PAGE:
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19/08/2019
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The 'Dolphin Story'

A Very Strange 'Big Deal': the Sale of German Submarines to Israel


AUTOR:  Otfried NASSAUER & Christopher STEINMETZ

Traducido por  Agatha Haun


New Submarine Transaction with Israel!

Germany will supply two more Dolphin submarines to Israel, this time with the new kind of fuel-cell drive, independent of the outside air. This was reported on the weekend by "Der Spiegel" and "Focus". The contract for the additional vessels is to be signed on Monday, thus a day before the election of a new chancellor at the Permanent Secretary level (Federal Defence Ministry and Foreign Office). It has been approved by the Federal Security Council [Bundessicherheitsrat]. Foreign Minister Fischer has also agreed to the delivery, it is said. The transaction was agreed on with the future Chancellor, Angela Merkel, and her designated Defence Minister, Franz Josef Jung.

At the price of a billion euros, the two additional submarines are calculated to be more than twice as expensive as those that Israel received in 1999 and 2000. A third, costing up to 330 million euros, is not supposed to be paid from the individual plan 14 of the German Defence Ministry, but from the individual plan 60 of the Finance Ministry. The transaction will permit the Defence Ministry to postpone the planned second lot of the U-212 submarine for the German navy, because the shipyard HDW-Kiel will now be working to full capacity for a longer time. Israel wants to contribute to the remaining two thirds -- to a great extent by deliveries to the Bundeswehr [German military]. In this way Jerusalem's [the authors meant Tel Aviv] main problem will be avoided, the availability of freely convertible currency. [reference 1]

For about three years Israel has been making intensive efforts to acquire additional Dolphin-type submarines. For a long time, though, this effort failed because of the financing issue. Originally Germany was not prepared to make funds available again from the defence budget (see below).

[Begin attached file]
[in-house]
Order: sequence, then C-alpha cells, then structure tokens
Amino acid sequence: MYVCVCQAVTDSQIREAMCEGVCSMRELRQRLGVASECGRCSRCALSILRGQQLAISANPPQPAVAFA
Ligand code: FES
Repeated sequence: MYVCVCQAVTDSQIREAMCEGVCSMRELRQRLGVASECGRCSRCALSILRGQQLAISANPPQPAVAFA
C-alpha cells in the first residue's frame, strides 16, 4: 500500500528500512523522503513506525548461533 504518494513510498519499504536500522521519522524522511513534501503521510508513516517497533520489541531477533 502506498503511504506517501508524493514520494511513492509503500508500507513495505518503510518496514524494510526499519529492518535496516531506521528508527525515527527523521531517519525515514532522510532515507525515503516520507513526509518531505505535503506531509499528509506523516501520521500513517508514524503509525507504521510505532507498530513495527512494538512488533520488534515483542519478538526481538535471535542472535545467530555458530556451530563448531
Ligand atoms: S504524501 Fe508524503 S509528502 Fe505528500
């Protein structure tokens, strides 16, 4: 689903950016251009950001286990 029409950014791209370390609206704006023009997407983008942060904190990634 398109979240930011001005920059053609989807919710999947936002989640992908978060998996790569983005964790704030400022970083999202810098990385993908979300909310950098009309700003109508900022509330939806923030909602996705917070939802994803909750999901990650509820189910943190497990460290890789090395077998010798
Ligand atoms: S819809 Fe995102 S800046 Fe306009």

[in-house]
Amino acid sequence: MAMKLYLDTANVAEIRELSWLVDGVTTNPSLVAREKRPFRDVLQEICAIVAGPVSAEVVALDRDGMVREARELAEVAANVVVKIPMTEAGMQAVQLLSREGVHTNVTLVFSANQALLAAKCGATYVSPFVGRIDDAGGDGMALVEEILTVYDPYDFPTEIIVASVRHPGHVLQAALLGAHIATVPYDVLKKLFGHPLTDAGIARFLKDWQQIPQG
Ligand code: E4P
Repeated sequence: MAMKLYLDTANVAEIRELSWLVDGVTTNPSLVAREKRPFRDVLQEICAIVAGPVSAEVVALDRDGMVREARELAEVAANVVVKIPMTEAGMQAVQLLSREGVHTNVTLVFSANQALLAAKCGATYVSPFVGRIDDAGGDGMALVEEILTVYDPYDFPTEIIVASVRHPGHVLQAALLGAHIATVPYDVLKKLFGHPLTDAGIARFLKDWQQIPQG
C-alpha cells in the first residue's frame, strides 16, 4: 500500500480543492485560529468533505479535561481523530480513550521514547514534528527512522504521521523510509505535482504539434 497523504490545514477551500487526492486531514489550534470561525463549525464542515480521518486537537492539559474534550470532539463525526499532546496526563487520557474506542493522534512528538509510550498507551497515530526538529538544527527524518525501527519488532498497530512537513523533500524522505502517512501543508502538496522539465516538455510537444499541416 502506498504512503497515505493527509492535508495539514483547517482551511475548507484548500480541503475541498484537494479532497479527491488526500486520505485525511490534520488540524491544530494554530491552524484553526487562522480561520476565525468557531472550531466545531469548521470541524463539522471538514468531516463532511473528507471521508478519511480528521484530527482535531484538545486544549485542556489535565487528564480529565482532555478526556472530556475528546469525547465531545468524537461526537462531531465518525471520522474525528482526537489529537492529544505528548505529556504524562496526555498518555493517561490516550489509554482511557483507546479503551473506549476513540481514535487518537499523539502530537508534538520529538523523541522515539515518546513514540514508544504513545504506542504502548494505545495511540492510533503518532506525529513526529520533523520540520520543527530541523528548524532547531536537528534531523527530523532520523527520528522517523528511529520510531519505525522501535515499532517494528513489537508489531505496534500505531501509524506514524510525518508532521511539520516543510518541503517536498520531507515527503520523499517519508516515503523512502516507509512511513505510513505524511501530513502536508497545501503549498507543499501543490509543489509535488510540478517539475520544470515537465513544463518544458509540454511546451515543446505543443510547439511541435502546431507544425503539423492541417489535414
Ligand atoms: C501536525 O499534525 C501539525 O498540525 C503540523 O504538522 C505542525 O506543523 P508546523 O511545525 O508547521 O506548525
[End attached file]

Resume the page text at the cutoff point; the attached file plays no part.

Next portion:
From Jerusalem's (the authors meant Tel Aviv) viewpoint it would be advantageous to be able to build up a second submarine flotilla in or on the Red Sea, for operations in the Arabian Sea and in the Indian Ocean. Regular patrols in these areas of the sea would open up for Israel new military options against those states that Israel deems especially threatening: the nuclear power Pakistan, Saudi Arabia, and above all Iran, which in Israel's opinion is trying to acquire nuclear weapons. Numerous indicators (see below) point to the fact that Israel wants to use, or is already using, the Dolphin-class submarines as carriers for long-range missiles and as the sea-based part of the Israeli nuclear deterrent.

From the German point of view, three aspects above all make the new submarine deal politically explosive and dubious:

- Just the appearance that Germany contributes to the modernization or maintenance of Israel's nuclear potential damages the credibility of the German policy of nuclear non-proliferation. Germany's political support of a zone free of nuclear weapons or other weapons of mass destruction in the Near and Middle East can hardly be credible if the impression is created that this is held to be an option only for the distant future.

- Germany's role as an intermediary in the dispute over Iran's nuclear programme clearly loses credibility. How can Berlin be a "neutral" intermediary when at the same time it helps Israel to modernize its nuclear potential?